Wielding Powers

Reigning in the supernatural

So I’m wrapping up the 5th Printing of Chimera (good news: it's a svelt 32 pages, with somehow more info than the previous printing; better news: it’s the editors’ hands now), and Greg (King of said editors) brings up this point about using powers:

In keeping with the mechanic you’ve established, the Character using a Power has to roll for success [but it also allows the] defender to alter the outcome via a saving throw, even to negate the result, and it seems counter-productive. The model for this mechanic was different in D&D where the spell was assumed to succeed, and the defender made the roll to alter the outcome. If you ignore that old model, you’ve factored in your “resistance” to the power as a modifier to  the die roll based on an attribute. Which, probably means that the final saving throw when all is said and done is un-necessary?

Indeed. It actually reminds me that I never really explained my rationale for how powers work in Chimera, and this seems a good time to do so.

Dull Background

A quick primer on Chimera powers: Powers are Chimera’s term for spells. Only, Chimera doesn’t use “spells” because it’s multi-genre, and thus must include stuff like psionics, miracles, and getting bit by radioactive spiders.

Waterhouse The Magic Circle

Making a Wield Roll

To use a power (i.e., cast a spell or release a psionic ability or whatever), you have to make a Wield roll. The more powerful the power, the higher its Target Number, so something fairly routine like light is TN 8 while something highly significant like transmute is TN 16. If your character had, say, Wield +3, he’d need a d20 roll of “5” to cast light or “13” to cast transmute.

The results of the Wield roll are tiered—the better your roll, the better the outcome. Basically, if you succeed, the power works as expected. If you fail, the power may or may not work, and you have to make a Resistance Roll to avoid suffering a Fatigue penalty.

This last bit is important, because it’s really the only mechanical limitation a character has on wielding powers. Chimera doesn’t use a spell point system any flavour of Vancian memorisation. In Chimera, you can wield powers until you (literally) fall over from exhaustion (and, oddly enough, I've seen it happen during a game...great fun).

Given these pitfalls, Greg’s point is excellent, and it comes down to fairness: When a character uses a power with a successful Wield roll, how much does it suck for his target to make a Resistance Roll and essentially negate or halve the effect?

First Things First

Because I do want characters to make Wield rolls to use powers, and because I like the idea of a target resisting a successful power (kind of like physical combat, where a target's defence could negate a successful hit), I’m not inclined to change the mechanics.

But I agree with Greg’s thrust, so here’s my tweak of Wield roll outcomes:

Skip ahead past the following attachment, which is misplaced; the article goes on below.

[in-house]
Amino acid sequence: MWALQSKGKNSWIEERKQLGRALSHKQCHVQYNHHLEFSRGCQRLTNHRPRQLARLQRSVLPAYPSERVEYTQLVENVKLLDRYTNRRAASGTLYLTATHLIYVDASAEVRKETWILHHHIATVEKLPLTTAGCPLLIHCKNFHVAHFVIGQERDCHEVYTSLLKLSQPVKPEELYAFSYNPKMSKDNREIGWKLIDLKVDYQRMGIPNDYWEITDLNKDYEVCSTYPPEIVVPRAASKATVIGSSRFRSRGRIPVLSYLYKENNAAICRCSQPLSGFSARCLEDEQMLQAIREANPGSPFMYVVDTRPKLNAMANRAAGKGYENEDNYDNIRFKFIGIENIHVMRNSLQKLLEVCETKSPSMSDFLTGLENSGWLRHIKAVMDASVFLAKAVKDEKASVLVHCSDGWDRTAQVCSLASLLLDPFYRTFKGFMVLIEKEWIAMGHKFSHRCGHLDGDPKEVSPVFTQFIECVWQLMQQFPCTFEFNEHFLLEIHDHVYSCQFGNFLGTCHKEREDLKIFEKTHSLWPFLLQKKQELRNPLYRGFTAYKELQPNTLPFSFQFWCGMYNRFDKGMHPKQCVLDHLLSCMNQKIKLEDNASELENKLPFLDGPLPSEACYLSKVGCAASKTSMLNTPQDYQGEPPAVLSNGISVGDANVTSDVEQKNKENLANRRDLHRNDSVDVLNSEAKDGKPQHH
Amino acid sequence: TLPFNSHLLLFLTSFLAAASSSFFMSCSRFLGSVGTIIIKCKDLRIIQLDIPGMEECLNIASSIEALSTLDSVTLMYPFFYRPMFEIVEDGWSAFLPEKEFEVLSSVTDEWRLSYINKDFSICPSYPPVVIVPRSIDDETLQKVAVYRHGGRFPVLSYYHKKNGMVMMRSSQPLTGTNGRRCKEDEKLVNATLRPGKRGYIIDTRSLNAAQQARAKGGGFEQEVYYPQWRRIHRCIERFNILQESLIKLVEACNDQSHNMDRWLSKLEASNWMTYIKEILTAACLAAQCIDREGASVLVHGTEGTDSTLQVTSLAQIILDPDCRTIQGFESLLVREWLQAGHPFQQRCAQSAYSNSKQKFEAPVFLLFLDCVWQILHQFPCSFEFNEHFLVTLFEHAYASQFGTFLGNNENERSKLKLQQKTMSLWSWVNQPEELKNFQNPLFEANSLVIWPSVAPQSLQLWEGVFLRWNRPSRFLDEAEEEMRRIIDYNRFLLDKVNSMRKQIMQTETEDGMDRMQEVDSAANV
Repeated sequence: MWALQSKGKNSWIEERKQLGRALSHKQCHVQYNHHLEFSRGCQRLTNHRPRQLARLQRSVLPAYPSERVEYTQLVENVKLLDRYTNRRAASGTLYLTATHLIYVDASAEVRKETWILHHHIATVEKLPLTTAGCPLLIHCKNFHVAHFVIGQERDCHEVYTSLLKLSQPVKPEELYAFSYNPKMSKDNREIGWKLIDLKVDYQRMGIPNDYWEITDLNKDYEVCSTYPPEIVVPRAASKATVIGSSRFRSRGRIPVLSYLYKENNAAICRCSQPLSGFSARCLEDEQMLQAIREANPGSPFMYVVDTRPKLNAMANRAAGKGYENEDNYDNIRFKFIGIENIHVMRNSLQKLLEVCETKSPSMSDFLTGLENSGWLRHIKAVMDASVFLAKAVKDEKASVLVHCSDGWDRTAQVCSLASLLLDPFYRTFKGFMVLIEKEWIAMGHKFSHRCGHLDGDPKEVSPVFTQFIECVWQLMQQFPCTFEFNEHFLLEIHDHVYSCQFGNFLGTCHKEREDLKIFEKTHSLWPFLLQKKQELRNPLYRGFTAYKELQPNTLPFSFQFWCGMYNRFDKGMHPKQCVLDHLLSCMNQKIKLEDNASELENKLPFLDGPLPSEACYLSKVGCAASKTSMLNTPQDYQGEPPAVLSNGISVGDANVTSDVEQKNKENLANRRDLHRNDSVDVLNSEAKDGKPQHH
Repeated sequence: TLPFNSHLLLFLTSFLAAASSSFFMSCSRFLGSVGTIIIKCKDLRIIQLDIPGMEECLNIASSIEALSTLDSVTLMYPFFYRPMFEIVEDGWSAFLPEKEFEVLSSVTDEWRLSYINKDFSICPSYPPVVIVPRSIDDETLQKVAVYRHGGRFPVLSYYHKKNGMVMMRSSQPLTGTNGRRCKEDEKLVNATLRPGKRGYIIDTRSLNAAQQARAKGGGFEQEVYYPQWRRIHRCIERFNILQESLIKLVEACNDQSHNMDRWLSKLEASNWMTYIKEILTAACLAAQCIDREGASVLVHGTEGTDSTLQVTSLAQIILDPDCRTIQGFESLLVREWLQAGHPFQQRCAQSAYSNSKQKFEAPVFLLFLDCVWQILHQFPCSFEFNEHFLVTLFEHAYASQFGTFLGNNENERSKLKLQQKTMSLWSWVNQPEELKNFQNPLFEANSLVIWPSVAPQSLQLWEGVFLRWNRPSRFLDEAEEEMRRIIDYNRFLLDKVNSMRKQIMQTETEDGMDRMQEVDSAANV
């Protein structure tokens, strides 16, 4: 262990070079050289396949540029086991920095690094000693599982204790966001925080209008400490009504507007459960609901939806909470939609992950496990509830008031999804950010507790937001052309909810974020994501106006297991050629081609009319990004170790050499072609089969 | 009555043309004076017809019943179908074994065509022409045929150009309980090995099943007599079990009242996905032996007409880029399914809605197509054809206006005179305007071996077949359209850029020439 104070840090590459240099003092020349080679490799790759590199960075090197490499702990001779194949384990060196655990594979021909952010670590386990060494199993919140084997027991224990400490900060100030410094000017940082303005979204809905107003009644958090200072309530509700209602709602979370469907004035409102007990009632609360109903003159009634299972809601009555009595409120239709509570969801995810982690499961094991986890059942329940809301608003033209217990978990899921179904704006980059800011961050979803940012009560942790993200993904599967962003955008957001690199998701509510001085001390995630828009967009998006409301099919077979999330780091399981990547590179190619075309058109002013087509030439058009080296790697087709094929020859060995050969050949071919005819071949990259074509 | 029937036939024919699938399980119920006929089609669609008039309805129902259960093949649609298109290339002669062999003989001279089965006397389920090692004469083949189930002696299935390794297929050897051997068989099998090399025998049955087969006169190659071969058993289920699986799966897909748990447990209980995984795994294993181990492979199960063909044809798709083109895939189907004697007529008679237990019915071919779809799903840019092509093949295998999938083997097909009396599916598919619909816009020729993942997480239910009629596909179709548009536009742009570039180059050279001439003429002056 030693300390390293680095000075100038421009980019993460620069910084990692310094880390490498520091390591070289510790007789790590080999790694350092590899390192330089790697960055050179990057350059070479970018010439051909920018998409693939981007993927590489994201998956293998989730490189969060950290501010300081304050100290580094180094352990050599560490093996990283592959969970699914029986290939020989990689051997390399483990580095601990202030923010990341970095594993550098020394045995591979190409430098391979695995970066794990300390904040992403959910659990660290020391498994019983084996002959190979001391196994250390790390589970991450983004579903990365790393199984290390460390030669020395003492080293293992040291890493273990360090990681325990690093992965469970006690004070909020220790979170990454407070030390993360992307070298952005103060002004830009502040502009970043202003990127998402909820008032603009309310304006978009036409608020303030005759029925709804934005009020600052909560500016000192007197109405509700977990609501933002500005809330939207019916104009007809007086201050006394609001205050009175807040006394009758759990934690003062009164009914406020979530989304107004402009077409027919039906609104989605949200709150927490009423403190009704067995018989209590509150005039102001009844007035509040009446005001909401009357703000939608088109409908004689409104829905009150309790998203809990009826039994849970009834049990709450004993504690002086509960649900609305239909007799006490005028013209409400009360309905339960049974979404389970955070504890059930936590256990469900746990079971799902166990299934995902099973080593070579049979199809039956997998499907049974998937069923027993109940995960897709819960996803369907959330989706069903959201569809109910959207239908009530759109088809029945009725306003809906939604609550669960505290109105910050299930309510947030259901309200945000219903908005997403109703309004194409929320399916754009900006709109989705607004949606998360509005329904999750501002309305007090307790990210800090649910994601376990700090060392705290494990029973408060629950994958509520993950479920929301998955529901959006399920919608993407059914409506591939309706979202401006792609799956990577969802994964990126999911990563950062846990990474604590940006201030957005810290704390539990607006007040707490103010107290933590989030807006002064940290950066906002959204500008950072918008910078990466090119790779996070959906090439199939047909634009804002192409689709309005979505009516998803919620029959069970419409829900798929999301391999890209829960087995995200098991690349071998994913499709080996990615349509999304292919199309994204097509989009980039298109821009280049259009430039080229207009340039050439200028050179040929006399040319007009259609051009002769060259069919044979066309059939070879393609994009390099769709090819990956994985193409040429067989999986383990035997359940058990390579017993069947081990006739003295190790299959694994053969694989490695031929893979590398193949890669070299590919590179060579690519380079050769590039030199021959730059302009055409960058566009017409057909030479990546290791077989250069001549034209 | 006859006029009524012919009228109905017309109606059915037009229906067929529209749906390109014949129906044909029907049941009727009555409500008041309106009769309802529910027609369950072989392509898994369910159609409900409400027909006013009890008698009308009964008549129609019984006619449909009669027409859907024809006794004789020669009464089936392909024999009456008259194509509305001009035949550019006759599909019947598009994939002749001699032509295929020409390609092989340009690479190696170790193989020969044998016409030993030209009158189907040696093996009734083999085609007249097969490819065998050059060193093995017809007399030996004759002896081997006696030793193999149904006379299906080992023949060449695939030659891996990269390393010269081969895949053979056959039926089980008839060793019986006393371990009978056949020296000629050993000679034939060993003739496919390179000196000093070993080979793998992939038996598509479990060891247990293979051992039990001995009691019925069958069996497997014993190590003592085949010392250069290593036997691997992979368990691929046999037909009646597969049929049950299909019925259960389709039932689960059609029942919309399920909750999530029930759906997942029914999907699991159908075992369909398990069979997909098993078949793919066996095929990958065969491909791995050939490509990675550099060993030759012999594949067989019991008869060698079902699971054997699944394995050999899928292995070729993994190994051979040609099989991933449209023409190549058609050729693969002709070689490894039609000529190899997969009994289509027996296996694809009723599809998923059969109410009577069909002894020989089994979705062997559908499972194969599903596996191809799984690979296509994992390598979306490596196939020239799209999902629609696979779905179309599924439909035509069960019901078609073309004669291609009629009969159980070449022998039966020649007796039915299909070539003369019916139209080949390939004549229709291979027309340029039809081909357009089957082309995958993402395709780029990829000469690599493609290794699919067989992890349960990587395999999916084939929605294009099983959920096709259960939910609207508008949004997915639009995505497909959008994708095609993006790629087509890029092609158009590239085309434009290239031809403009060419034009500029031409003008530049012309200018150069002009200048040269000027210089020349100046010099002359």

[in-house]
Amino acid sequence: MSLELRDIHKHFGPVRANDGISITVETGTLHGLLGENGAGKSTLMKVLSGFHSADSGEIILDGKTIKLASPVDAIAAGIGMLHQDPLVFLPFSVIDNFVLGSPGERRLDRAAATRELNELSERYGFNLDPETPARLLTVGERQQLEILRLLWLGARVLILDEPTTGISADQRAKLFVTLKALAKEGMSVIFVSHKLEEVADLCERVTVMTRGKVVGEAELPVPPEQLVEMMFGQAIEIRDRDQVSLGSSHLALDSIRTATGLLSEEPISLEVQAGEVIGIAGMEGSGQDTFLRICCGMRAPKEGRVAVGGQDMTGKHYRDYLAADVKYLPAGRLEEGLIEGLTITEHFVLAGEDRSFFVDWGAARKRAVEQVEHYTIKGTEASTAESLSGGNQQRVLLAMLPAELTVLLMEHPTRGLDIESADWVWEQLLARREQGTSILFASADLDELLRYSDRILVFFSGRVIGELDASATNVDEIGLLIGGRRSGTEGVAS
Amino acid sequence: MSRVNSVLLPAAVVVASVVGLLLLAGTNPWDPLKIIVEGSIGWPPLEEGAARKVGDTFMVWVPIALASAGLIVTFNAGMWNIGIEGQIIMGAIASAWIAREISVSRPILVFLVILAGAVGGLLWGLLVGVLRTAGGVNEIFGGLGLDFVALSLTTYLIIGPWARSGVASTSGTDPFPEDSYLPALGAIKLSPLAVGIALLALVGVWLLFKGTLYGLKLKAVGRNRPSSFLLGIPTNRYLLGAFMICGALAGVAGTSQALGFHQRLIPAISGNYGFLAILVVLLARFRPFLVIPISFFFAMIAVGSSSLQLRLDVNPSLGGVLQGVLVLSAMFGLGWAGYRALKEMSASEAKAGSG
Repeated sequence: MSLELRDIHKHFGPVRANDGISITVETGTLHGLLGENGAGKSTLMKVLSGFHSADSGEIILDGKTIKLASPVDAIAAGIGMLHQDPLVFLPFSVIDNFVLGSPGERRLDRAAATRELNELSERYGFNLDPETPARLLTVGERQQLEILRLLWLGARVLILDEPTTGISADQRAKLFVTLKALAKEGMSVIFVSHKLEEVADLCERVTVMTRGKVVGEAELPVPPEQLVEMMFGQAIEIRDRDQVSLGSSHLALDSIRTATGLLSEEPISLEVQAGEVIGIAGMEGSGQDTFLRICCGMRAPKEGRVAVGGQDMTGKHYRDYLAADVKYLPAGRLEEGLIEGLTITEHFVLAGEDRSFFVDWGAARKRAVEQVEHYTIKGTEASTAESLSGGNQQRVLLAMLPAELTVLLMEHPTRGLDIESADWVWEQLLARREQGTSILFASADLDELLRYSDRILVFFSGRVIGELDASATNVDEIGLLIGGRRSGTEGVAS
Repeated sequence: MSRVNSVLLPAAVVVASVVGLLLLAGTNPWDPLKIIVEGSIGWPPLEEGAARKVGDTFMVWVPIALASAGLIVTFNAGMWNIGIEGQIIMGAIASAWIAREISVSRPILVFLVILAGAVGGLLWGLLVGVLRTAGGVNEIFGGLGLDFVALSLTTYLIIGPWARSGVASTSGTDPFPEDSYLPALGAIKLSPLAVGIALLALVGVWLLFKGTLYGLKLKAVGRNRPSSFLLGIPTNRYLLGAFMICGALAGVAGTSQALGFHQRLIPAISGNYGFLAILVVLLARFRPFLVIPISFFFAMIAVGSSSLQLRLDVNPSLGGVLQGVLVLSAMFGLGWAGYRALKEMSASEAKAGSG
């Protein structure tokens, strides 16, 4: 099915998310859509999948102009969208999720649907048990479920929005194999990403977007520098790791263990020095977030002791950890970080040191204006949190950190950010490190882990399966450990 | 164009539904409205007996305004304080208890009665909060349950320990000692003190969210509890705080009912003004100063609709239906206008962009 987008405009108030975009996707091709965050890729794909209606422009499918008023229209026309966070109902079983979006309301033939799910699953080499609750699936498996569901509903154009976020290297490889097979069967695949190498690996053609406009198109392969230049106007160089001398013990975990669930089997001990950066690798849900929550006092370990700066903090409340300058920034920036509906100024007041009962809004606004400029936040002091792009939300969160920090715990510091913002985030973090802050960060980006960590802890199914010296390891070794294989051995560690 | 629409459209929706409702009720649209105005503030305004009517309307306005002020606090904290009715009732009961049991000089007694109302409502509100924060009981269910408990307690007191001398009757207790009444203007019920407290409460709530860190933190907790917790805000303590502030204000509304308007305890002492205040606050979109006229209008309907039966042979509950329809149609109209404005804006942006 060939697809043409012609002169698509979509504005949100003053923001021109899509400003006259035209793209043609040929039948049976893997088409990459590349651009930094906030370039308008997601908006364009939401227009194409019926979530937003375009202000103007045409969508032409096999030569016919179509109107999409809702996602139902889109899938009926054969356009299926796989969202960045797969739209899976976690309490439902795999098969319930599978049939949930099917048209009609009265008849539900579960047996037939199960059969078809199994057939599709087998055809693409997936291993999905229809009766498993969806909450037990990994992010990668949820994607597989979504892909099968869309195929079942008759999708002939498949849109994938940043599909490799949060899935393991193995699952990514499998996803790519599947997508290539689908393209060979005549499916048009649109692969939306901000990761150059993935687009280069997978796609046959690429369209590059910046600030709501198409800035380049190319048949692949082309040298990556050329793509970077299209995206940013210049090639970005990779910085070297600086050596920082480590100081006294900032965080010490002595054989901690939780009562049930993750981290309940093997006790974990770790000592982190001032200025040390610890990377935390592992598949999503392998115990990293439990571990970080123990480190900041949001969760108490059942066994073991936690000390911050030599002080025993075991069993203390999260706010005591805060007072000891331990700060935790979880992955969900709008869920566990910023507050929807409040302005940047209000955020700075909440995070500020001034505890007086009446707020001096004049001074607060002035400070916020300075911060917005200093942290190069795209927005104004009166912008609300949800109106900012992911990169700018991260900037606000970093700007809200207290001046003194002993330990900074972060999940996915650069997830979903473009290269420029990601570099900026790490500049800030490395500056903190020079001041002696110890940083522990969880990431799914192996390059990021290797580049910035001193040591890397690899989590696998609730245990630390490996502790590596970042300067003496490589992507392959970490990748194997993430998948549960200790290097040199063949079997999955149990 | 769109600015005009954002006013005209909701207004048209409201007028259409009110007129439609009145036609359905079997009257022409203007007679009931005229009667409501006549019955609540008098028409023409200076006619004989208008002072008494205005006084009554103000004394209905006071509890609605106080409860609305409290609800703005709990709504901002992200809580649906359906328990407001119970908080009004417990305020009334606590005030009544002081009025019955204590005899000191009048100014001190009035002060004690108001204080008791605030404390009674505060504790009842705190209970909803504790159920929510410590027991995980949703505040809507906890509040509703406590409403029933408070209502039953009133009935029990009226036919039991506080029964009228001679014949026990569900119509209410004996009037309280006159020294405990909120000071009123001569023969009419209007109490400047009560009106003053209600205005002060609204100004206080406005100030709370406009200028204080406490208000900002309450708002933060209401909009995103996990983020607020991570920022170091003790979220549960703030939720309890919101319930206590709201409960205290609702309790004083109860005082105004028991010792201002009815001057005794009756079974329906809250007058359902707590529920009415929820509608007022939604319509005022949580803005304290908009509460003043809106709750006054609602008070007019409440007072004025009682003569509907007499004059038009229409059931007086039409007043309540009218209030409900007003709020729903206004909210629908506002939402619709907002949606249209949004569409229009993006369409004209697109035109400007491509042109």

• Critical Failure: Power fizzles; wielder must Resist Fatigue against power's TN
  • Normal Failure: Power succeeds; target Resists normally but wielder must Resist Fatigue against power's TN
  • Normal Success: Power succeeds; target Resistance Roll penalised by Wielder's level
  • Critical Success: Power succeeds; no Resistance Roll permitted

Right. All sorted, yeah?

The Rationale

Here’s where my head’s at: In D&D and most spell point systems, casting a spell is automatic, which usually means you have to balance automatic success with limited spells selection (i.e., either proscribed level limits or constrained casting frequency).

If balance is important to you, the converse is also true: Removing those limits (e.g., low-level MUs can attempt high-level spells, or high-level MUs could cast multiple instances of low-level spells), requires you to turn off the automatic casting. Hence, a Wield roll (i.e., skill check).

Now let’s get a little abstract: Power use in Chimera simulates the wielder harnessing whatever supernatural energy he has access to. But it's tiring. The more powerful the power, the more energy to be harnessed. Put into this context, most Wield rolls will result in a cast spell—the real question is have you avoided tiring yourself out in the process?

In that respect, the Wield roll indicates one of four possible outcomes (compare these normal language versions with the results above):

  • You fail miserably. Not only did you not harness the energy, but you tired yourself out in the process (Critical Failure).
  • You managed to harness the energy, but you tired yourself out in the process (Normal Failure)
  • You harnessed the energy without undue strain and released it skillfully (Normal Success)
  • CS: You harnessed the energy almost effortlessly and released it with great effect (Critical Success)

Final Words

I think this is a good trade-off between the automatic casting of D&D (and its ilk) and the roll-to-cast mechanic of Chimera’s Wield Ability.

In practice, all but a Critical Failure grants the power's effects, but the outcome of the Wield roll indicates the power’s success, but also its toll on the wielder. This is also a good check against powers getting out of hand (since the only "casting" limitation is the wielder's tolerance for fatigue, which, in practice, is a big concern during game play).

Thoughts? Counterpoints? Violent dissension? Lemme know—5th Printing is due out in a couple weeks.

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